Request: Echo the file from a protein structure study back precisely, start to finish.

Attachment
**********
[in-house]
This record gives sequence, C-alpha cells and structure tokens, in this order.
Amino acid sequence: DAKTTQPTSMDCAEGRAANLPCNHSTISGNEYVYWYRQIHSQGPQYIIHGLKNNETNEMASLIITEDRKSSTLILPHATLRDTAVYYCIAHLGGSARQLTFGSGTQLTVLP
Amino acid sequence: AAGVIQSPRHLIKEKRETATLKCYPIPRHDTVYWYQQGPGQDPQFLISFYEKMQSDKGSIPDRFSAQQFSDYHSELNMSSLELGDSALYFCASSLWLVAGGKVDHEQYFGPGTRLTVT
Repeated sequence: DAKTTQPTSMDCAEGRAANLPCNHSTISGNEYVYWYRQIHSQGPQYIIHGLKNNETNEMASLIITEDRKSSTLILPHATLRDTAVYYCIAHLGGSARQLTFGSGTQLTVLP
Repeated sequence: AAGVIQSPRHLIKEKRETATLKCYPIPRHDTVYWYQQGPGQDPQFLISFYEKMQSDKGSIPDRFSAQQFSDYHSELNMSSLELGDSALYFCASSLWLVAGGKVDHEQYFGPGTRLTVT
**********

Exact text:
[in-house]
This record gives sequence, C-alpha cells and structure tokens, in this order.
Amino acid sequence: DAKTTQPTSMDCAEGRAANLPCNHSTISGNEYVYWYRQIHSQGPQYIIHGLKNNETNEMASLIITEDRKSSTLILPHATLRDTAVYYCIAHLGGSARQLTFGSGTQLTVLP
Amino acid sequence: AAGVIQSPRHLIKEKRETATLKCYPIPRHDTVYWYQQGPGQDPQFLISFYEKMQSDKGSIPDRFSAQQFSDYHSELNMSSLELGDSALYFCASSLWLVAGGKVDHEQYFGPGTRLTVT
Repeated sequence: DAKTTQPTSMDCAEGRAANLPCNHSTISGNEYVYWYRQIHSQGPQYIIHGLKNNETNEMASLIITEDRKSSTLILPHATLRDTAVYYCIAHLGGSARQLTFGSGTQLTVLP
Repeated sequence: AAGVIQSPRHLIKEKRETATLKCYPIPRHDTVYWYQQGPGQDPQFLISFYEKMQSDKGSIPDRFSAQQFSDYHSELNMSSLELGDSALYFCASSLWLVAGGKVDHEQYFGPGTRLTVT